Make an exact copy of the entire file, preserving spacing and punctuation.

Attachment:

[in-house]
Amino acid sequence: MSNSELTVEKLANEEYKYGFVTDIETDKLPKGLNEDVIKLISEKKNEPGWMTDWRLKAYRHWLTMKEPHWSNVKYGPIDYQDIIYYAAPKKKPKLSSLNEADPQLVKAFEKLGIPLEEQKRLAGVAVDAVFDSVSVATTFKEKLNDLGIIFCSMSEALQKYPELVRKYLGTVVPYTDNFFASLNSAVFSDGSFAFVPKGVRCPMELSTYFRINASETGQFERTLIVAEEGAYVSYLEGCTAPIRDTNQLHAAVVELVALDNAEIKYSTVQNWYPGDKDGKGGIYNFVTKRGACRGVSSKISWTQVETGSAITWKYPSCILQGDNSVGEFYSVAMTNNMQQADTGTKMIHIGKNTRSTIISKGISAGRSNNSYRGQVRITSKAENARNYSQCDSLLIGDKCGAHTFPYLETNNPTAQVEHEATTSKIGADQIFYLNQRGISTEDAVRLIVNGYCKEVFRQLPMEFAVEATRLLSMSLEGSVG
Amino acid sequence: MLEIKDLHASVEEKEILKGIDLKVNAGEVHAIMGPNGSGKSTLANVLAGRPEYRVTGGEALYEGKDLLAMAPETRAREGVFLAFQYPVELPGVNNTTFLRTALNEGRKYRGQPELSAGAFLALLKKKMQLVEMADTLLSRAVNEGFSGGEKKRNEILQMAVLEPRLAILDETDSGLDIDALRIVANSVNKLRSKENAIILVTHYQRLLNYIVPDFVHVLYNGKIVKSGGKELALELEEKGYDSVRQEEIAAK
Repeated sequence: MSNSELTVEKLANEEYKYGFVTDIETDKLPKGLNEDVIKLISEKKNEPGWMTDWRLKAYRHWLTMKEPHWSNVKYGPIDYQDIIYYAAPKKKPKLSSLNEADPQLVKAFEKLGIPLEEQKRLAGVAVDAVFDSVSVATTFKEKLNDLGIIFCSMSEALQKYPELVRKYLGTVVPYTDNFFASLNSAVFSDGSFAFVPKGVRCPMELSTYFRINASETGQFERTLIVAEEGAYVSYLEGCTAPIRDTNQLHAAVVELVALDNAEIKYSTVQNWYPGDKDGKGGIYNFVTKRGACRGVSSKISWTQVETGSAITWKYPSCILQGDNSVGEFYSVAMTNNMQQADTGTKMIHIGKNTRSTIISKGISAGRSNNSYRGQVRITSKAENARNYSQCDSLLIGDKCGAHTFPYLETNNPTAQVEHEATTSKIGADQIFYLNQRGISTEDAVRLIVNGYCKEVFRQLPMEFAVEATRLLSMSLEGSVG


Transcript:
[in-house]
Amino acid sequence: MSNSELTVEKLANEEYKYGFVTDIETDKLPKGLNEDVIKLISEKKNEPGWMTDWRLKAYRHWLTMKEPHWSNVKYGPIDYQDIIYYAAPKKKPKLSSLNEADPQLVKAFEKLGIPLEEQKRLAGVAVDAVFDSVSVATTFKEKLNDLGIIFCSMSEALQKYPELVRKYLGTVVPYTDNFFASLNSAVFSDGSFAFVPKGVRCPMELSTYFRINASETGQFERTLIVAEEGAYVSYLEGCTAPIRDTNQLHAAVVELVALDNAEIKYSTVQNWYPGDKDGKGGIYNFVTKRGACRGVSSKISWTQVETGSAITWKYPSCILQGDNSVGEFYSVAMTNNMQQADTGTKMIHIGKNTRSTIISKGISAGRSNNSYRGQVRITSKAENARNYSQCDSLLIGDKCGAHTFPYLETNNPTAQVEHEATTSKIGADQIFYLNQRGISTEDAVRLIVNGYCKEVFRQLPMEFAVEATRLLSMSLEGSVG
Amino acid sequence: MLEIKDLHASVEEKEILKGIDLKVNAGEVHAIMGPNGSGKSTLANVLAGRPEYRVTGGEALYEGKDLLAMAPETRAREGVFLAFQYPVELPGVNNTTFLRTALNEGRKYRGQPELSAGAFLALLKKKMQLVEMADTLLSRAVNEGFSGGEKKRNEILQMAVLEPRLAILDETDSGLDIDALRIVANSVNKLRSKENAIILVTHYQRLLNYIVPDFVHVLYNGKIVKSGGKELALELEEKGYDSVRQEEIAAK
Repeated sequence: MSNSELTVEKLANEEYKYGFVTDIETDKLPKGLNEDVIKLISEKKNEPGWMTDWRLKAYRHWLTMKEPHWSNVKYGPIDYQDIIYYAAPKKKPKLSSLNEADPQLVKAFEKLGIPLEEQKRLAGVAVDAVFDSVSVATTFKEKLNDLGIIFCSMSEALQKYPELVRKYLGTVVPYTDNFFASLNSAVFSDGSFAFVPKGVRCPMELSTYFRINASETGQFERTLIVAEEGAYVSYLEGCTAPIRDTNQLHAAVVELVALDNAEIKYSTVQNWYPGDKDGKGGIYNFVTKRGACRGVSSKISWTQVETGSAITWKYPSCILQGDNSVGEFYSVAMTNNMQQADTGTKMIHIGKNTRSTIISKGISAGRSNNSYRGQVRITSKAENARNYSQCDSLLIGDKCGAHTFPYLETNNPTAQVEHEATTSKIGADQIFYLNQRGISTEDAVRLIVNGYCKEVFRQLPMEFAVEATRLLSMSLEGSVG